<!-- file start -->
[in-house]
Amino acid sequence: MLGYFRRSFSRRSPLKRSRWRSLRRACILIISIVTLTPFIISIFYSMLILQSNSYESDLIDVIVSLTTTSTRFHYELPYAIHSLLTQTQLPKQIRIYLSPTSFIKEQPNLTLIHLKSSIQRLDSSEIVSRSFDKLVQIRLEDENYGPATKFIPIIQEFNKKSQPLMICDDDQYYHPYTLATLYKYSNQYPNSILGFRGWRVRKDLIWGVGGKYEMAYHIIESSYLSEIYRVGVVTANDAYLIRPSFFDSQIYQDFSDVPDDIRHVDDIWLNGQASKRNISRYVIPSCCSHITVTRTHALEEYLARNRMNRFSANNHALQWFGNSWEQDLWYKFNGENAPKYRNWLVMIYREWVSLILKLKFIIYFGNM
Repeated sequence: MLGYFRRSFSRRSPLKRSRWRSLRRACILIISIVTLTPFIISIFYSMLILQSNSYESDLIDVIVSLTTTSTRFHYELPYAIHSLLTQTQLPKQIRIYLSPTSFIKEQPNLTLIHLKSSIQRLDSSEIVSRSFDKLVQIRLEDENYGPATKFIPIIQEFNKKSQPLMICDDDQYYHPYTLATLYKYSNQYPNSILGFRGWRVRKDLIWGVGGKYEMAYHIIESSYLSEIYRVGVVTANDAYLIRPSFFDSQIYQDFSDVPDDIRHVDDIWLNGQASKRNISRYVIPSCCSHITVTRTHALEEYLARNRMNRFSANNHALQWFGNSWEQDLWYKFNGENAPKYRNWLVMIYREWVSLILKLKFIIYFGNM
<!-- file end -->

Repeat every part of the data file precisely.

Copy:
[in-house]
Amino acid sequence: MLGYFRRSFSRRSPLKRSRWRSLRRACILIISIVTLTPFIISIFYSMLILQSNSYESDLIDVIVSLTTTSTRFHYELPYAIHSLLTQTQLPKQIRIYLSPTSFIKEQPNLTLIHLKSSIQRLDSSEIVSRSFDKLVQIRLEDENYGPATKFIPIIQEFNKKSQPLMICDDDQYYHPYTLATLYKYSNQYPNSILGFRGWRVRKDLIWGVGGKYEMAYHIIESSYLSEIYRVGVVTANDAYLIRPSFFDSQIYQDFSDVPDDIRHVDDIWLNGQASKRNISRYVIPSCCSHITVTRTHALEEYLARNRMNRFSANNHALQWFGNSWEQDLWYKFNGENAPKYRNWLVMIYREWVSLILKLKFIIYFGNM
Repeated sequence: MLGYFRRSFSRRSPLKRSRWRSLRRACILIISIVTLTPFIISIFYSMLILQSNSYESDLIDVIVSLTTTSTRFHYELPYAIHSLLTQTQLPKQIRIYLSPTSFIKEQPNLTLIHLKSSIQRLDSSEIVSRSFDKLVQIRLEDENYGPATKFIPIIQEFNKKSQPLMICDDDQYYHPYTLATLYKYSNQYPNSILGFRGWRVRKDLIWGVGGKYEMAYHIIESSYLSEIYRVGVVTANDAYLIRPSFFDSQIYQDFSDVPDDIRHVDDIWLNGQASKRNISRYVIPSCCSHITVTRTHALEEYLARNRMNRFSANNHALQWFGNSWEQDLWYKFNGENAPKYRNWLVMIYREWVSLILKLKFIIYFGNM